The United States Postal Service has begun transporting tests across southwestern states with self-driving trucks. The move appears to be part of an effort to commercialize autonomous vehicle technology for transport.
Self-driving trucks will start mail transportation between the Postal Service’s facilities and Dallas to analyze if the latest technology could boost the service in terms of time and cost, TuSimple, the developer of the self-driving truck, said. A safety driver will be present behind the wheel according to the requirement and an engineer will be next in the passenger seat.
If successfully attempted, the move would mark a commendable achievement for the autonomous driving industry and potentially offer a solution to driver shortage problems. It could also resolve regulatory obstacles that freight transporters often confront across the country.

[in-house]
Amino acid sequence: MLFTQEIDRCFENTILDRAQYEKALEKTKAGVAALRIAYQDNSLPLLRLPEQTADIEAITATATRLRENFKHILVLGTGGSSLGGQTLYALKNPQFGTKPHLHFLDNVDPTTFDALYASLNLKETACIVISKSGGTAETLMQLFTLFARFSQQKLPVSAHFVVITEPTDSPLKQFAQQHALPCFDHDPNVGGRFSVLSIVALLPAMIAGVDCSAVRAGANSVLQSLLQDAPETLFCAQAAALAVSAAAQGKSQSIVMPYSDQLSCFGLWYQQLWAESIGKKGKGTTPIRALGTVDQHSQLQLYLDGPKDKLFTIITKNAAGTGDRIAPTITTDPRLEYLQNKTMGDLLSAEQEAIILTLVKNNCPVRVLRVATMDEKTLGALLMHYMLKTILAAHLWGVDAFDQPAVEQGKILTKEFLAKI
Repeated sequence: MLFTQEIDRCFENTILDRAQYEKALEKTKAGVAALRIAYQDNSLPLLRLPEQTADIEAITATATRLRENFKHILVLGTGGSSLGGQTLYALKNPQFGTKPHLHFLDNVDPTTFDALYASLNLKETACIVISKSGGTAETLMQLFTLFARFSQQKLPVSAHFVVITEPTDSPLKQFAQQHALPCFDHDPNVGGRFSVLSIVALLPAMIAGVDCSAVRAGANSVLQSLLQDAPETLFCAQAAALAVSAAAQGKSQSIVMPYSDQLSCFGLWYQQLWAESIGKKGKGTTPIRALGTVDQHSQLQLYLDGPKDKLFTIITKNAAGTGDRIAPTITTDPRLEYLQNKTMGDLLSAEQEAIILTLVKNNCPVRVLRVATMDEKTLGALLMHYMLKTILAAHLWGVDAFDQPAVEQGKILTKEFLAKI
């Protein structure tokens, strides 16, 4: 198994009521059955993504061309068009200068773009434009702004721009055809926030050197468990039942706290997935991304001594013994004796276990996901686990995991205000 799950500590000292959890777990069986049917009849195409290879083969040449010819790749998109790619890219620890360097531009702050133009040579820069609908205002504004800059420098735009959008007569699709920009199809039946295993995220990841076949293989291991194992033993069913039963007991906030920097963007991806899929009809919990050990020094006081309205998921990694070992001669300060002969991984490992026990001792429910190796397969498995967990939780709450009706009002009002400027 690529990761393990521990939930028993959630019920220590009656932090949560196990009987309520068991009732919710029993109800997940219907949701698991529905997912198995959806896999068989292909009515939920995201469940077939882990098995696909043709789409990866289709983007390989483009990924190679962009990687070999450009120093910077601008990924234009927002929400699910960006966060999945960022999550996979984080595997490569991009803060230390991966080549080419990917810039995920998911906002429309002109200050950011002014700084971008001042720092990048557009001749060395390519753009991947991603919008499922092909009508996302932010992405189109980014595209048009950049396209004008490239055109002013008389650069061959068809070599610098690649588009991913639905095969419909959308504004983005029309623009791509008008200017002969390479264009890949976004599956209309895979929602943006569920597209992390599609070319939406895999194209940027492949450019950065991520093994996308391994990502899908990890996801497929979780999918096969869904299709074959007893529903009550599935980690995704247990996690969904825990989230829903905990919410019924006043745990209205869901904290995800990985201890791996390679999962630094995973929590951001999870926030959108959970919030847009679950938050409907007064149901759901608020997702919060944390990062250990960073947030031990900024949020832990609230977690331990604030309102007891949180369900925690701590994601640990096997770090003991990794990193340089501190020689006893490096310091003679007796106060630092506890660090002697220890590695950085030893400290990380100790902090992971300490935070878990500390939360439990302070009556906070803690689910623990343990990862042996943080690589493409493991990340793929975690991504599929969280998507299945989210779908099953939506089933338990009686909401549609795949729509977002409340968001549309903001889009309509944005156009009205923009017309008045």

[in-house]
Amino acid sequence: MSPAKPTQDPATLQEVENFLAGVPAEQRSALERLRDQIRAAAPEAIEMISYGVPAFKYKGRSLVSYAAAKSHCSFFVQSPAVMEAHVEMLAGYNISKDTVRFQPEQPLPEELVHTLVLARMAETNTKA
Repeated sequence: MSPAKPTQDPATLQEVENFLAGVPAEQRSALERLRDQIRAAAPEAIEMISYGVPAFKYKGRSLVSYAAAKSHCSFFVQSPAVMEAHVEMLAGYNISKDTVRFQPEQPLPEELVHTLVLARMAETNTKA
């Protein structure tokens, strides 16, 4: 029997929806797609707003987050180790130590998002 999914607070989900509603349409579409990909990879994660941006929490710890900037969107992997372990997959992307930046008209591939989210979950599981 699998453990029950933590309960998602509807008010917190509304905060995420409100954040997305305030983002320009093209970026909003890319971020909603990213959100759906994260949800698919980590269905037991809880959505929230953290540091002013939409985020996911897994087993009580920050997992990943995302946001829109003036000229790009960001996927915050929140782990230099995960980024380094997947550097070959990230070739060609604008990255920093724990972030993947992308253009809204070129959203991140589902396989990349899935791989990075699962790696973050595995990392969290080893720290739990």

The pilot driving test consists of five round trips of more than 3,380 km each which are anticipated to take around 45 hours of driving. Still, the United States Postal Service has not decided whether to continue self-driving mail hauling or not.
A USPS spokeswoman said the project with TuSimple was its first attempt to mail deliveries through autonomous vehicles. The Postal Service organization has been engaged in research and testing of its efforts to operate an advanced class of vehicles that could be coupled with the latest technology, she added.
Both firms have refused to reveal the cost of the project, but the spokeswoman said the agency is dependent only on sales revenue for postage and other products. Chipmaker Nvidia and a Chinese online media company financially backed TuSimple to raise as much as $178 million.